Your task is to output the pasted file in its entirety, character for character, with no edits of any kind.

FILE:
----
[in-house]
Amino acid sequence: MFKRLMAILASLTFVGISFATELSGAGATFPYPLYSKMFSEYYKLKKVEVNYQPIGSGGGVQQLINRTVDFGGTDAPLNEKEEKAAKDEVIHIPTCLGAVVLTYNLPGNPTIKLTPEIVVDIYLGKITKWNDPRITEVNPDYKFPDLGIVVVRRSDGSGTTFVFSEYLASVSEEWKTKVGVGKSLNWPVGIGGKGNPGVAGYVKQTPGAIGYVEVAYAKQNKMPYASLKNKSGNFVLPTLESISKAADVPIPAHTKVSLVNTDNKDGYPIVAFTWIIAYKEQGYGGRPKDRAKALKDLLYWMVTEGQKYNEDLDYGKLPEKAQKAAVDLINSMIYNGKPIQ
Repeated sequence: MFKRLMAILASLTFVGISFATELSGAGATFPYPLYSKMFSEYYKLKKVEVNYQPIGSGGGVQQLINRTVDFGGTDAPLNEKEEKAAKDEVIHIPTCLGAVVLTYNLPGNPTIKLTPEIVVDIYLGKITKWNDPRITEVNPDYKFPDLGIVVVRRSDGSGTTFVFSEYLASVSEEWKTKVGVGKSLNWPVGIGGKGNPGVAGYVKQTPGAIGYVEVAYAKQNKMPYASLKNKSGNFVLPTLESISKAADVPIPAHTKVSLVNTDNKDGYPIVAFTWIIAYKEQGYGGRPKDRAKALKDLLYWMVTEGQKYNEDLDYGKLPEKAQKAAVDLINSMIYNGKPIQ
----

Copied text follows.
[in-house]
Amino acid sequence: MFKRLMAILASLTFVGISFATELSGAGATFPYPLYSKMFSEYYKLKKVEVNYQPIGSGGGVQQLINRTVDFGGTDAPLNEKEEKAAKDEVIHIPTCLGAVVLTYNLPGNPTIKLTPEIVVDIYLGKITKWNDPRITEVNPDYKFPDLGIVVVRRSDGSGTTFVFSEYLASVSEEWKTKVGVGKSLNWPVGIGGKGNPGVAGYVKQTPGAIGYVEVAYAKQNKMPYASLKNKSGNFVLPTLESISKAADVPIPAHTKVSLVNTDNKDGYPIVAFTWIIAYKEQGYGGRPKDRAKALKDLLYWMVTEGQKYNEDLDYGKLPEKAQKAAVDLINSMIYNGKPIQ
Repeated sequence: MFKRLMAILASLTFVGISFATELSGAGATFPYPLYSKMFSEYYKLKKVEVNYQPIGSGGGVQQLINRTVDFGGTDAPLNEKEEKAAKDEVIHIPTCLGAVVLTYNLPGNPTIKLTPEIVVDIYLGKITKWNDPRITEVNPDYKFPDLGIVVVRRSDGSGTTFVFSEYLASVSEEWKTKVGVGKSLNWPVGIGGKGNPGVAGYVKQTPGAIGYVEVAYAKQNKMPYASLKNKSGNFVLPTLESISKAADVPIPAHTKVSLVNTDNKDGYPIVAFTWIIAYKEQGYGGRPKDRAKALKDLLYWMVTEGQKYNEDLDYGKLPEKAQKAAVDLINSMIYNGKPIQ